As with any industry in crisis, merger activity can substantially increase as players take the opportunity to purchase distressed companies to gain access to potentially valuable assets at a discount. This activity is already evident at the top of the market with the recently concluded deal by which Repsol agreed to buy Talisman Energy for US$8.3 billion and from the on-going merger negotiations between Halliburton and Baker Hughes.
Gain through acquisition
In 2015, however, there is likely to be consolidation among companies at the mid and lower end of the market as the effect of the fall in the price of oil starts to make projects and businesses uneconomic. As such, the year could well be one of gain for those companies that can afford to be acquisitive and one of profound loss, both in terms of business and stress and uncertainty for employees, for those companies which become targets as a result of their financial fragility.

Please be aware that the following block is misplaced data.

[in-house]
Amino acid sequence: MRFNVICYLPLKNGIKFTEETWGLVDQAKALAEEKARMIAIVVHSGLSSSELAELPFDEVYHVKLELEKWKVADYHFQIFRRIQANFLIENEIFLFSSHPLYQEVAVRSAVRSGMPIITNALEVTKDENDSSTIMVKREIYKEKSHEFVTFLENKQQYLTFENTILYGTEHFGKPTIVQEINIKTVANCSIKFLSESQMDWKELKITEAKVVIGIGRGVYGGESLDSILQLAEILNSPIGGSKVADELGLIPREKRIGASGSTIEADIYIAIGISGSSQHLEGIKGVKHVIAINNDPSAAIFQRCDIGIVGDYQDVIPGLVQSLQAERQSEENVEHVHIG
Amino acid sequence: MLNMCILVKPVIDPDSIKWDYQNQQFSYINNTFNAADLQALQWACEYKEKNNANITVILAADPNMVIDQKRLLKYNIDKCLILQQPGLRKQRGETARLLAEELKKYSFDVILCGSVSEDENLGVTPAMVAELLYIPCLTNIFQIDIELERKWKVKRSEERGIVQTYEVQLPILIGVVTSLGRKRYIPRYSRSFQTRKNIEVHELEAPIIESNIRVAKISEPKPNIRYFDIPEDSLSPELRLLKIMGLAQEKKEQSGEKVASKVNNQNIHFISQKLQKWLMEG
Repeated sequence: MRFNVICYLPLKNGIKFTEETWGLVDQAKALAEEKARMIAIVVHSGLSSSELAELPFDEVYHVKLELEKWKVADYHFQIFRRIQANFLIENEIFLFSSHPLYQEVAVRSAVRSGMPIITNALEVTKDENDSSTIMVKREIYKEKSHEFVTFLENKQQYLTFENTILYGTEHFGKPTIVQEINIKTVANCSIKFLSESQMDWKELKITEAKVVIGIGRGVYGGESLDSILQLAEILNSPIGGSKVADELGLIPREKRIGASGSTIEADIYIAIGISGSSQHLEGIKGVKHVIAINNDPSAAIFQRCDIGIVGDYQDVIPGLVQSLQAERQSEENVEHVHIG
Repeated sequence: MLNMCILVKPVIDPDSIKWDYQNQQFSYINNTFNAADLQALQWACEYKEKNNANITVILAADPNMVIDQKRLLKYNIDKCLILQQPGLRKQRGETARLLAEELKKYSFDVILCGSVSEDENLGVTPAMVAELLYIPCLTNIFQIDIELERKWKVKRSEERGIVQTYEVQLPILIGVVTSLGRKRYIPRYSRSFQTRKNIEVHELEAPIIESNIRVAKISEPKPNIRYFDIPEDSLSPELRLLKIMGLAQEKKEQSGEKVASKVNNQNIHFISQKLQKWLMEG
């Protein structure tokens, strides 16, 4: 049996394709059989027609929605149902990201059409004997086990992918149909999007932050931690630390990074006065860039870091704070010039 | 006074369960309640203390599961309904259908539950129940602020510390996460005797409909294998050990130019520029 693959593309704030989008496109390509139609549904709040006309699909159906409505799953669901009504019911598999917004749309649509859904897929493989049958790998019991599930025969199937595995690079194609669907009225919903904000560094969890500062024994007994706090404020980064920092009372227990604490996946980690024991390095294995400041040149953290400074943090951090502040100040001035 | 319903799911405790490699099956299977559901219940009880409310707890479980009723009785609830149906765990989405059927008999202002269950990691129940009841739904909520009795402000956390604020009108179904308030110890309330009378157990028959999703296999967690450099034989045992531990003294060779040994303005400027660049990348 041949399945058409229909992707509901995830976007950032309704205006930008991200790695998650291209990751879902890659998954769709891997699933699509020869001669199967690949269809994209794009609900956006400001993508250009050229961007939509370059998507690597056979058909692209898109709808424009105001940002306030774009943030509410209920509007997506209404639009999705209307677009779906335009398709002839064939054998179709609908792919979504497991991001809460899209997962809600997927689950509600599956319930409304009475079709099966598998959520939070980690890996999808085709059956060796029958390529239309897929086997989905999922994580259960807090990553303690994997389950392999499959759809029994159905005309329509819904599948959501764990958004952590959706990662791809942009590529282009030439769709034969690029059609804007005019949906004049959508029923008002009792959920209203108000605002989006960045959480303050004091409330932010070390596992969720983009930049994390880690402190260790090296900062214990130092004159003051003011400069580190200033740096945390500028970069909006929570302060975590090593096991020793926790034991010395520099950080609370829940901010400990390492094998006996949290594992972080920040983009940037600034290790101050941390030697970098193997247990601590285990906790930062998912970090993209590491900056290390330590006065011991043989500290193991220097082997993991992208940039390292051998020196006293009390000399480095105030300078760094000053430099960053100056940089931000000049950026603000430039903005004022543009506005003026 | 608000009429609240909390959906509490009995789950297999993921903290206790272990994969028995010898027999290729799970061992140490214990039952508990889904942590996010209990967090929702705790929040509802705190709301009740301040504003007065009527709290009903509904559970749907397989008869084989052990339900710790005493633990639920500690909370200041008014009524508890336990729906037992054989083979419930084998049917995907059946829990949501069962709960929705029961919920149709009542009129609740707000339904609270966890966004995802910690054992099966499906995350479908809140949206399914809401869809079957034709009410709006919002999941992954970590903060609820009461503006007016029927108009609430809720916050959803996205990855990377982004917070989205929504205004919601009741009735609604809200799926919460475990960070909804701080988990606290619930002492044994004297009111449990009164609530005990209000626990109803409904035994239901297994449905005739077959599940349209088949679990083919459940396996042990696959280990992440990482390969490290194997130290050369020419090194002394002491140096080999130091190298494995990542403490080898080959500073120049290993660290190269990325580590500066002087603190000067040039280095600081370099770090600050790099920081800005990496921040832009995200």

In these circumstances, it is possible that we could see a feeding frenzy as aggressive purchasers pursue weak sellers for their assets. Yet, as well as opportunity, this scenario also presents risk to parties on both sides of the deal. There may be the temptation for purchasers to accelerate the timetable for, or even reduce the scope of, the due diligence exercise that is to be carried out with respect to a target. This would be a mistake.
Areas of risk in M&A deals